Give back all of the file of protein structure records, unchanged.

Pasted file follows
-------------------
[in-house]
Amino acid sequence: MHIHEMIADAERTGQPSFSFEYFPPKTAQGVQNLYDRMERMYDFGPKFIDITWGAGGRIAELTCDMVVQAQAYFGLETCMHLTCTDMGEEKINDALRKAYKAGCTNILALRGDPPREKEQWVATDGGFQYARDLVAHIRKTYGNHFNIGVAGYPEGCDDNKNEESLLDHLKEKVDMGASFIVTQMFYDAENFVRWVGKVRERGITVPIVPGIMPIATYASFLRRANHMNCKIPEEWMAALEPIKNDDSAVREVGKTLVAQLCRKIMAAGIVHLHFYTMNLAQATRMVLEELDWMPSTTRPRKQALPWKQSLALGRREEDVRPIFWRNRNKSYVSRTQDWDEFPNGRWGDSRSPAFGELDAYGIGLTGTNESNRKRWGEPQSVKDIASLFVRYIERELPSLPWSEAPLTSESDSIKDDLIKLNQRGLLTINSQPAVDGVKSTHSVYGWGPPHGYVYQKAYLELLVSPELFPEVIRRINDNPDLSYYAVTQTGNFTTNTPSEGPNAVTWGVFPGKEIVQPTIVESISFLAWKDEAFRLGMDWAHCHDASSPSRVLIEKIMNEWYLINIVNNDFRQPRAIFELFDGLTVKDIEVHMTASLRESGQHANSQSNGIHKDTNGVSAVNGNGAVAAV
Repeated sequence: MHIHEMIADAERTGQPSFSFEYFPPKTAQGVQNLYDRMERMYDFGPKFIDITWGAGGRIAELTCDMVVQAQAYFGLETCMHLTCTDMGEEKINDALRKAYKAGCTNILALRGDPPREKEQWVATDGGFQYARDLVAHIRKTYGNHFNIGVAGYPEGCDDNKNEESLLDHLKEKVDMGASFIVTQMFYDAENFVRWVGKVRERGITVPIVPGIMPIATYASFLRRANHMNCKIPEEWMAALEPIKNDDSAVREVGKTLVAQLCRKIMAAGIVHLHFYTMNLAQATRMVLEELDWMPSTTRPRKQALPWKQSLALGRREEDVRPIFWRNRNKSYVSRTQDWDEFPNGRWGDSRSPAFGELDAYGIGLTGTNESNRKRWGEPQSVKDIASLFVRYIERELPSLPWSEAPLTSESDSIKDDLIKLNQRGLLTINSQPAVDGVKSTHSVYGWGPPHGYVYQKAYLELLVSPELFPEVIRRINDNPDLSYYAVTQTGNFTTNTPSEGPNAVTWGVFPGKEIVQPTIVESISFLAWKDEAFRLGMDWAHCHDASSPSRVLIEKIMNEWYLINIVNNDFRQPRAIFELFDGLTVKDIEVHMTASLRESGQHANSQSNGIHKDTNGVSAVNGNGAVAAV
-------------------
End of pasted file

[in-house]
Amino acid sequence: MHIHEMIADAERTGQPSFSFEYFPPKTAQGVQNLYDRMERMYDFGPKFIDITWGAGGRIAELTCDMVVQAQAYFGLETCMHLTCTDMGEEKINDALRKAYKAGCTNILALRGDPPREKEQWVATDGGFQYARDLVAHIRKTYGNHFNIGVAGYPEGCDDNKNEESLLDHLKEKVDMGASFIVTQMFYDAENFVRWVGKVRERGITVPIVPGIMPIATYASFLRRANHMNCKIPEEWMAALEPIKNDDSAVREVGKTLVAQLCRKIMAAGIVHLHFYTMNLAQATRMVLEELDWMPSTTRPRKQALPWKQSLALGRREEDVRPIFWRNRNKSYVSRTQDWDEFPNGRWGDSRSPAFGELDAYGIGLTGTNESNRKRWGEPQSVKDIASLFVRYIERELPSLPWSEAPLTSESDSIKDDLIKLNQRGLLTINSQPAVDGVKSTHSVYGWGPPHGYVYQKAYLELLVSPELFPEVIRRINDNPDLSYYAVTQTGNFTTNTPSEGPNAVTWGVFPGKEIVQPTIVESISFLAWKDEAFRLGMDWAHCHDASSPSRVLIEKIMNEWYLINIVNNDFRQPRAIFELFDGLTVKDIEVHMTASLRESGQHANSQSNGIHKDTNGVSAVNGNGAVAAV
Repeated sequence: MHIHEMIADAERTGQPSFSFEYFPPKTAQGVQNLYDRMERMYDFGPKFIDITWGAGGRIAELTCDMVVQAQAYFGLETCMHLTCTDMGEEKINDALRKAYKAGCTNILALRGDPPREKEQWVATDGGFQYARDLVAHIRKTYGNHFNIGVAGYPEGCDDNKNEESLLDHLKEKVDMGASFIVTQMFYDAENFVRWVGKVRERGITVPIVPGIMPIATYASFLRRANHMNCKIPEEWMAALEPIKNDDSAVREVGKTLVAQLCRKIMAAGIVHLHFYTMNLAQATRMVLEELDWMPSTTRPRKQALPWKQSLALGRREEDVRPIFWRNRNKSYVSRTQDWDEFPNGRWGDSRSPAFGELDAYGIGLTGTNESNRKRWGEPQSVKDIASLFVRYIERELPSLPWSEAPLTSESDSIKDDLIKLNQRGLLTINSQPAVDGVKSTHSVYGWGPPHGYVYQKAYLELLVSPELFPEVIRRINDNPDLSYYAVTQTGNFTTNTPSEGPNAVTWGVFPGKEIVQPTIVESISFLAWKDEAFRLGMDWAHCHDASSPSRVLIEKIMNEWYLINIVNNDFRQPRAIFELFDGLTVKDIEVHMTASLRESGQHANSQSNGIHKDTNGVSAVNGNGAVAAV